As part of an annual evaluation of water-quality conditions by the Chesapeake Bay Program, water-quality and streamflow data from 32 sites in nontidal parts of the Chesapeake Bay watershed were analyzed to document annual nutrient and sediment trends for 1985 through 2004. This study also formalized different trend tests and methodologies used in assessing the effectiveness of man­agement actions in reducing nutrients and sediments to the Chesapeake Bay. Trends in streamflow were tested at multiple time scales (daily, seasonal, and annual), resulting in only one significant trend (annual-mean streamflow for the Choptank River near Greensboro, Md.). Total freshwater flow entering the bay for the July-August-September “summer” season 2004 was the highest ever estimated for that 3-month period (1937-2004). Observed (unbiased) concentration summaries indi­cate higher ranges in total-nitrogen concentrations in the northern major river basins, those in Pennsylvania, Maryland, and northern Virginia, compared to the more southern basins in Virginia. Almost half of the monitoring sites in the northern basins exhibited significant downward trends in total nitrogen with time. Comparisons with total phosphorus and sediment showed similar results to total nitrogen.
      Monthly and annual loads were available for the River Input Monitoring Program sites from the U.S. Geological Survey. Although loads were significantly reduced from 2003, in 2004, the combined estimated total nitrogen loads were the third highest since 1990, whereas total phosphorus and sediment loads were the fifth highest. A flow-weighted concentration (FWC) is useful in evaluating changes through time. Combined annual mean total nitrogen FWC from the 9 River Input Monitoring Program sites indicated a downward tendency from 1985 through 1998 and an upward tendency since 2001. From 1990 to 2004, the mean concentrations of total nitrogen, total phosphorus, and sediment were 1.58, 0.085, and 51 milligrams per liter, respectively. Flow-weighted concentrations for phosphorus and sediment were lower in the Susquehanna River at Conowingo, Md., most likely due to the trapping efficiency of three large reservoirs upstream from the sampling point.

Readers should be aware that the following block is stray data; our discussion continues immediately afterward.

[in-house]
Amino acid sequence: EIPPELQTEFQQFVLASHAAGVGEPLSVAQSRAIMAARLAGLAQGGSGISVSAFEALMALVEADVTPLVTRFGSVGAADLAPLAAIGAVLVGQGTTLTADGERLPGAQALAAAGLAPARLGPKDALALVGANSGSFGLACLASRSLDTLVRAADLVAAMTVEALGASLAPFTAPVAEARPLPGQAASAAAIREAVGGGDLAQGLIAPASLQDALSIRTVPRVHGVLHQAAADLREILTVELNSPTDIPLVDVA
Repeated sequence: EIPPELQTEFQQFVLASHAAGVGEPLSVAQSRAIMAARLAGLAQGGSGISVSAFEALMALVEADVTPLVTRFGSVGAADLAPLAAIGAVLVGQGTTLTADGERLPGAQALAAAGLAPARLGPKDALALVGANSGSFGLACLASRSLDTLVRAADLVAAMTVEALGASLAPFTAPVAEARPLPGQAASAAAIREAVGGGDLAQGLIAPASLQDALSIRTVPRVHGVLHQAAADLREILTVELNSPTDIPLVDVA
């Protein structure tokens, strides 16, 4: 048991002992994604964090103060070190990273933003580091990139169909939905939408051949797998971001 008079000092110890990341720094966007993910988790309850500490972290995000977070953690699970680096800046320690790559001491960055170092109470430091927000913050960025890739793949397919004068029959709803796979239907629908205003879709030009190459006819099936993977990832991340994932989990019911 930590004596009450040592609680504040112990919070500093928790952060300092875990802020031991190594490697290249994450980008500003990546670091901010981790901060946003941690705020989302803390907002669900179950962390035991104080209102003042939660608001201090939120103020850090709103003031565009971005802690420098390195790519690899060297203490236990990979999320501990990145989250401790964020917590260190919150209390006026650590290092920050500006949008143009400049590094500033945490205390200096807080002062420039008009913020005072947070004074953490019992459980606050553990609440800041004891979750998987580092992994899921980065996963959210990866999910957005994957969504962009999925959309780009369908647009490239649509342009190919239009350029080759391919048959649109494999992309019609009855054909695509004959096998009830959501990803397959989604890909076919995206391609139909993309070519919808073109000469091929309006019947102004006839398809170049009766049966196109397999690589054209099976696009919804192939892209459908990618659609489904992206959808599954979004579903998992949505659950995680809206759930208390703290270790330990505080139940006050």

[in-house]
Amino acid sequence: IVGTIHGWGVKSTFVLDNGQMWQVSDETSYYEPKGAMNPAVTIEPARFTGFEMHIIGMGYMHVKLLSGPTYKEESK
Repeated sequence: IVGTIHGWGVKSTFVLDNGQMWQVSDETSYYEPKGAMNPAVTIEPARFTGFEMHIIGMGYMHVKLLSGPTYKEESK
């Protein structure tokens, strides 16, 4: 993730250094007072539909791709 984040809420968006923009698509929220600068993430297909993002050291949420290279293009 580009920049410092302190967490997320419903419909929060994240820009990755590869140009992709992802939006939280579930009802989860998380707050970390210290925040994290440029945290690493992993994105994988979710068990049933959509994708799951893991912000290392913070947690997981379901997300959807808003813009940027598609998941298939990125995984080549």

Trends in concentrations, not adjusted for flow, identified 10 statistically significant upward trends, and 50 statistically significant downward trends in concentration for the period 1985 through 2004. Trends in concentrations, when adjusted for flow, can be used as an indicator of human activity and management actions. The flow-adjusted trends indicated significant downward trends at approx­imately 72, 81, and 43 percent of the sites for total nitrogen, total phosphorus, and sediment, respectively. This indicates that management actions are having some effect in reducing nutrients and sediments.


Suggested Citation:

Langland, M.J., Raffensperger, J.P., Moyer, D.L., Landwehr, J.M., and Schwarz, G.E., 2006, Changes in Streamflow and Water Quality in Selected Nontidal Basins in the Chesapeake Bay Watershed, 1985-2004: U.S. Geological Survey Scientific Investigations Report 2006-5178, 75 p., plus appendixes (on CD).


For additional information, contact:
U.S. Geological Survey
8987 Yellow Brick Road
Baltimore, MD 21237
410-238-4200

langland@usgs.gov